Does timing really improve?

179orBust
Posts: 218
Joined: Sun Jun 08, 2014 12:57 am

Does timing really improve?

Postby 179orBust » Mon Dec 29, 2014 10:14 pm

Recently began studying for the June LSAT. My accuracy is pretty high for all three sections at this point, however, my timing sucks.
RC:takes me around 10-11 minutes per passage
LR: Each question takes me around 2 minutes
LG: Haven't done much yet in terms of LG, but my timing is WAY off for this section.

Is this cause for concern? How much can my timing realistically improve over the next few months? I've seen many posts here where people say that timing improves as you do more questions, but I'm a bit skeptical. Any advice on how to improve timing would be greatly appreciated.

THANKS TLS.

ilikebaseball
Posts: 4103
Joined: Sat Jun 28, 2014 3:04 am

Re: Does timing really improve?

Postby ilikebaseball » Mon Dec 29, 2014 10:16 pm

179orBust wrote:Recently began studying for the June LSAT. My accuracy is pretty high for all three sections at this point, however, my timing sucks.
RC:takes me around 10-11 minutes per passage
LR: Each question takes me around 2 minutes
LG: Haven't done much yet in terms of LG, but my timing is WAY off for this section.

Is this cause for concern? How much can my timing realistically improve over the next few months? I've seen many posts here where people say that timing improves as you do more questions, but I'm a bit skeptical. Any advice on how to improve timing would be greatly appreciated.

THANKS TLS.


Yes, it definitely does. My diagnostic I was 44 minutes to complete RC. I tried a techinique that really worked for me, but obviously everyone does their own thing. I set my timer for 25 minutes and made sure I was completing 3 passages of my drill sections before then. I'd then have 10 minutes to complete the 4th passage, and if I managed to stay on that pace I'd have like a minute or more to spare. The fact is, you naturally get better the more you do it. Just keep going and going and going

179orBust
Posts: 218
Joined: Sun Jun 08, 2014 12:57 am

Re: Does timing really improve?

Postby 179orBust » Mon Dec 29, 2014 10:23 pm

ilikebaseball wrote:
179orBust wrote:Recently began studying for the June LSAT. My accuracy is pretty high for all three sections at this point, however, my timing sucks.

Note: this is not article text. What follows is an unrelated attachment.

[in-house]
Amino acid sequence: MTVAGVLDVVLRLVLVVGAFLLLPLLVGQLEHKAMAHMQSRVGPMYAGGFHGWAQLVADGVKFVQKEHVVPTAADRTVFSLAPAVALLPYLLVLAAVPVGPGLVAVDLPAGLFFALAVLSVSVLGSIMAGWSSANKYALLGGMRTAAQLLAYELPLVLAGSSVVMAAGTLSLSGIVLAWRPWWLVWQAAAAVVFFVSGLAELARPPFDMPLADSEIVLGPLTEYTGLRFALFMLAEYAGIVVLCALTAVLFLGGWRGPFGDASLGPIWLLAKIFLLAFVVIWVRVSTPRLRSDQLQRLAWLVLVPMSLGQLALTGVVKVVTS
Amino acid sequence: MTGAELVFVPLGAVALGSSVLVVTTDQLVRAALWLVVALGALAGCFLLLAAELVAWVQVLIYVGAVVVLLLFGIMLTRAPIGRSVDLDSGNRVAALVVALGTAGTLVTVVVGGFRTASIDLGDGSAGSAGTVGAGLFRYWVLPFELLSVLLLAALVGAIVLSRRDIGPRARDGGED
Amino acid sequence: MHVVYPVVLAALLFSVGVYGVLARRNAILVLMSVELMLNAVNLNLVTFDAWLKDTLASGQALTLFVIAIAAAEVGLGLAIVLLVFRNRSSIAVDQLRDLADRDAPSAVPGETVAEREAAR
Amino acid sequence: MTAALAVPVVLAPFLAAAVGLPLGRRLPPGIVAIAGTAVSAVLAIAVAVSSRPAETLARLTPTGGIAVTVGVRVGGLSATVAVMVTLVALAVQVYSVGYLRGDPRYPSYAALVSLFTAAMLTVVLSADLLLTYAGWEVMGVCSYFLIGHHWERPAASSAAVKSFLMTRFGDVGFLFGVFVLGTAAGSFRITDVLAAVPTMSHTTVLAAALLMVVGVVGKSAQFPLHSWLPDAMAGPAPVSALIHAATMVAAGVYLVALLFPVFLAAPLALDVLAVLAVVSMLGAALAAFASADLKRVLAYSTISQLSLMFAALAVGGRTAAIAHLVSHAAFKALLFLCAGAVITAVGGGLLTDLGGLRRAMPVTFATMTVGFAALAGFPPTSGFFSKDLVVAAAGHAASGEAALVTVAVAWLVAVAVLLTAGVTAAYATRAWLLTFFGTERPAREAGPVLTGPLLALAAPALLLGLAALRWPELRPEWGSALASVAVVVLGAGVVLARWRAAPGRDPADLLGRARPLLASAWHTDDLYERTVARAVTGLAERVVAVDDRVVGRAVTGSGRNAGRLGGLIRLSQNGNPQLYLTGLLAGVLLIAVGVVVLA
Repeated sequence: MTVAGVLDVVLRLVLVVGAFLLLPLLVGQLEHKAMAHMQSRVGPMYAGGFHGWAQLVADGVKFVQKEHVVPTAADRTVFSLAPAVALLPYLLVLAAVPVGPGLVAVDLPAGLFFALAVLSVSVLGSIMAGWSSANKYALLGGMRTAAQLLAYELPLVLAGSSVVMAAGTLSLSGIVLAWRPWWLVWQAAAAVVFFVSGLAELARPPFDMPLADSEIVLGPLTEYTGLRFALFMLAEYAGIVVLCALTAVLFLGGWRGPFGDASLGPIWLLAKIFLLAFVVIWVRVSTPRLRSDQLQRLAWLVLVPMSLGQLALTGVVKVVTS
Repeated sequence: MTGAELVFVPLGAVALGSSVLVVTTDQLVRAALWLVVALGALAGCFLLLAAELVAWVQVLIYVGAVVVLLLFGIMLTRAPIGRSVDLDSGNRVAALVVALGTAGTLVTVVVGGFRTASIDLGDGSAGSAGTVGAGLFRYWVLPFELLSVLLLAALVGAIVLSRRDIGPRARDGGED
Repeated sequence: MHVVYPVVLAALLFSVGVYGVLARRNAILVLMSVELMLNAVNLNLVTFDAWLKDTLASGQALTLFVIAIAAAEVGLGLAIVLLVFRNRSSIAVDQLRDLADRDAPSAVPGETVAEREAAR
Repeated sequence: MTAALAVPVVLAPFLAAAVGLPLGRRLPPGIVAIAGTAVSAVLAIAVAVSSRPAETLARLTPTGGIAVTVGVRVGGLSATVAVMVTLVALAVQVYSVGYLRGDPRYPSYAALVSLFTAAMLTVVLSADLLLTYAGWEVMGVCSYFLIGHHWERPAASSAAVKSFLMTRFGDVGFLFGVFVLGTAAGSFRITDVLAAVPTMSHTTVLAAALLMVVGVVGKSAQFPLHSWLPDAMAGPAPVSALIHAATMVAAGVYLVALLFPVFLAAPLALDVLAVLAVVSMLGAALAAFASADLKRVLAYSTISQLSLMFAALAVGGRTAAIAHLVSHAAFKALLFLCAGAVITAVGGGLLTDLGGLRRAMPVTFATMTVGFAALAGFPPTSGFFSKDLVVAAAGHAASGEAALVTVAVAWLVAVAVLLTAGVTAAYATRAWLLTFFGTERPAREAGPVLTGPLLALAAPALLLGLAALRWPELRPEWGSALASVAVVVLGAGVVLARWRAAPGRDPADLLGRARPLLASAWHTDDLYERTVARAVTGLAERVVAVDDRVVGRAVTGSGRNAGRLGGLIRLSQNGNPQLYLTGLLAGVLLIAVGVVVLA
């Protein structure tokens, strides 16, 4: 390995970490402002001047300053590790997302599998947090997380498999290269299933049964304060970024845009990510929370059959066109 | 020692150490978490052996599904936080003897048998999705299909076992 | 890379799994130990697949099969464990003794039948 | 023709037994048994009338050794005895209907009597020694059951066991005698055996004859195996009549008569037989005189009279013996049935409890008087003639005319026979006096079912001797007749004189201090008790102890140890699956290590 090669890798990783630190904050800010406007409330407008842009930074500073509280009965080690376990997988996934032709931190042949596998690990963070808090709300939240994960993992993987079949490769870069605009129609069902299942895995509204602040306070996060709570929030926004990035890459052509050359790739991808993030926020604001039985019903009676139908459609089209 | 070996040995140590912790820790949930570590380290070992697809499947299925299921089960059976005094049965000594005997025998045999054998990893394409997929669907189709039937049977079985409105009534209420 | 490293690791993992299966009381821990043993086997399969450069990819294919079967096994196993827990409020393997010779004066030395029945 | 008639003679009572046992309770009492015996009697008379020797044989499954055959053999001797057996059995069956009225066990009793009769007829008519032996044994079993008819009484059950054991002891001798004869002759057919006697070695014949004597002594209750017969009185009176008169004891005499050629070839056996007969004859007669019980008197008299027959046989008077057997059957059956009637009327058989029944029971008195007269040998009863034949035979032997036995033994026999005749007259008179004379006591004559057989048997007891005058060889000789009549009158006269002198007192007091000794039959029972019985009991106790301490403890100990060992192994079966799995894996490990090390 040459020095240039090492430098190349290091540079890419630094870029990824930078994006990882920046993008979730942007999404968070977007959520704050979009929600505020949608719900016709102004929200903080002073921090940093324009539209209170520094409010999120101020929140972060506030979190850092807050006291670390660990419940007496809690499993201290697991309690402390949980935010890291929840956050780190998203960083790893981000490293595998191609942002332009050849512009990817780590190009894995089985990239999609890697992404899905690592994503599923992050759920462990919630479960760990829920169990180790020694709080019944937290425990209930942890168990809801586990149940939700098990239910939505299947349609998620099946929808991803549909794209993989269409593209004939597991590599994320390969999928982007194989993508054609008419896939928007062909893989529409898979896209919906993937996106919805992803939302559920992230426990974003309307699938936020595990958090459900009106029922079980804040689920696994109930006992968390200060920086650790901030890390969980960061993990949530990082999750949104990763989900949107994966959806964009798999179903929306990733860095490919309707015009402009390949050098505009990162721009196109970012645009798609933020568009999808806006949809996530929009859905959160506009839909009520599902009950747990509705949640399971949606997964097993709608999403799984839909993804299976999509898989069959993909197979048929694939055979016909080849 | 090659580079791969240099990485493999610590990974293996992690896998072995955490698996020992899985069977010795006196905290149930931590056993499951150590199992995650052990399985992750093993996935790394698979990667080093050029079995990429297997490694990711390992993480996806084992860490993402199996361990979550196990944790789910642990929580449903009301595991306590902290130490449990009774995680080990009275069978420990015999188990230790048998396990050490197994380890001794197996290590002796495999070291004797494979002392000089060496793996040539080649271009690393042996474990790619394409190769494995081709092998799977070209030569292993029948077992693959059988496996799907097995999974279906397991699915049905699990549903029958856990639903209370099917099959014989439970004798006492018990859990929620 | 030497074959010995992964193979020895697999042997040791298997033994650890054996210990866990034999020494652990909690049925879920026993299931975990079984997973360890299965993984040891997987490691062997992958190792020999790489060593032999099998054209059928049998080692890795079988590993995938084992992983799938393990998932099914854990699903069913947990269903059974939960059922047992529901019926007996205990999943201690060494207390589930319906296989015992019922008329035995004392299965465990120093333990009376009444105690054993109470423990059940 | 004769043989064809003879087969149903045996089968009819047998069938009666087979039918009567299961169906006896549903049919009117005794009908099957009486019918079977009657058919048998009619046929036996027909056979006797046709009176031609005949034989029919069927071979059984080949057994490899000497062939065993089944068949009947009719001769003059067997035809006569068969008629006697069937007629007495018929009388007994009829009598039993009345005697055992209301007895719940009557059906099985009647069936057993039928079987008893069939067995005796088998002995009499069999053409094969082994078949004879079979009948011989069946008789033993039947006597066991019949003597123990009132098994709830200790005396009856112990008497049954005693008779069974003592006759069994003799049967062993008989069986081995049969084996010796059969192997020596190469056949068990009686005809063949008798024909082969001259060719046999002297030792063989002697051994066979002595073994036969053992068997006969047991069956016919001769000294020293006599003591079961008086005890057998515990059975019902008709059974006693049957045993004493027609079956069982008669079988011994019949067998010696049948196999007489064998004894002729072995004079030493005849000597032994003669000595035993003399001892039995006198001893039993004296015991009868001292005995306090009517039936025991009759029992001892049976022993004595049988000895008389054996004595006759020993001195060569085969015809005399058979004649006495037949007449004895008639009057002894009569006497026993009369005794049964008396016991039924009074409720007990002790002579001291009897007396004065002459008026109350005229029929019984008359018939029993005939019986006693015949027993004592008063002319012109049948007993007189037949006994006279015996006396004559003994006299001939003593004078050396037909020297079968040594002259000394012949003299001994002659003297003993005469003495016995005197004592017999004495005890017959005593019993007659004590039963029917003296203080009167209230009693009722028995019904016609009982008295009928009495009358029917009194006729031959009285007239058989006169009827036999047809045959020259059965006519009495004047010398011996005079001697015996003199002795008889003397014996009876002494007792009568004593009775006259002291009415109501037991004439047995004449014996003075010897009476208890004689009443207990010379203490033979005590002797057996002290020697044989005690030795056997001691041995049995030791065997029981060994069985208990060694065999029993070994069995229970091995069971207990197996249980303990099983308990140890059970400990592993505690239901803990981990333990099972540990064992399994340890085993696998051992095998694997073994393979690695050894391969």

RC:takes me around 10-11 minutes per passage
LR: Each question takes me around 2 minutes
LG: Haven't done much yet in terms of LG, but my timing is WAY off for this section.

Is this cause for concern? How much can my timing realistically improve over the next few months? I've seen many posts here where people say that timing improves as you do more questions, but I'm a bit skeptical. Any advice on how to improve timing would be greatly appreciated.

THANKS TLS.


Yes, it definitely does. My diagnostic I was 44 minutes to complete RC. I tried a techinique that really worked for me, but obviously everyone does their own thing. I set my timer for 25 minutes and made sure I was completing 3 passages of my drill sections before then. I'd then have 10 minutes to complete the 4th passage, and if I managed to stay on that pace I'd have like a minute or more to spare. The fact is, you naturally get better the more you do it. Just keep going and going and going


Thanks for the advice, good strategy. How much did your accuracy drop though once you started with this technique?

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ChoboPie
Posts: 269
Joined: Wed Dec 17, 2014 8:13 pm

Re: Does timing really improve?

Postby ChoboPie » Mon Dec 29, 2014 10:38 pm

Don't feel too down. Your timing WILL improve if you keep at it. If you were 3 weeks out, concern might be warranted--but you're not, you've got plenty of time. If your accuracy is already good, then that's awesome. Timing will come with practice, familiarity, and more efficient processes as you start seeing patterns in many of the question types.

Slowly start chipping away at your time as you get more comfortable with your techniques--if you're used to spending 10.5 minutes on a passage, maybe strive to complete the next passage (so long as it's not a crazy one) in 10 minutes, and then 9.5, etc. These are just arbitrary time cuts, and the "right" time cut is the amount of time you can cut while still retaining accuracy. That is, go quickly enough such that at no point are you dillydallying or feeling slow, but don't rush to a point where you don't carefully consider the question and each answer choice.

I think the biggest tip I can give is: DO NOT SACRIFICE ACCURACY FOR TIME, especially not this early when you have so much time to improve and work on your processes. Keep at it, and improvement will come for sure.

Also, you said that each LR question takes around 2 minutes. This is a bit odd, because LR question difficulty varies quite a lot, and some questions should just naturally go a lot faster than others. That is to say, don't think to yourself that each LR question should take X amount of time, each RC passage should take Y, or each LG should take Z. Instead, honestly assess the difficulty of the passage/stimulus/game+question: was it something really basic that you should've done quicker? Or maybe it was pretty difficult, and it damn well deserved the extra amount of time you put in. Best of luck!

eta: this isn't to say you should completely forget about pacing. Many people try to do the first 10 LR in 10 min, first 15 in 15 min. I think this works well once you've gotten to a point where you're comfortable with your techniques and have already practiced a good amount.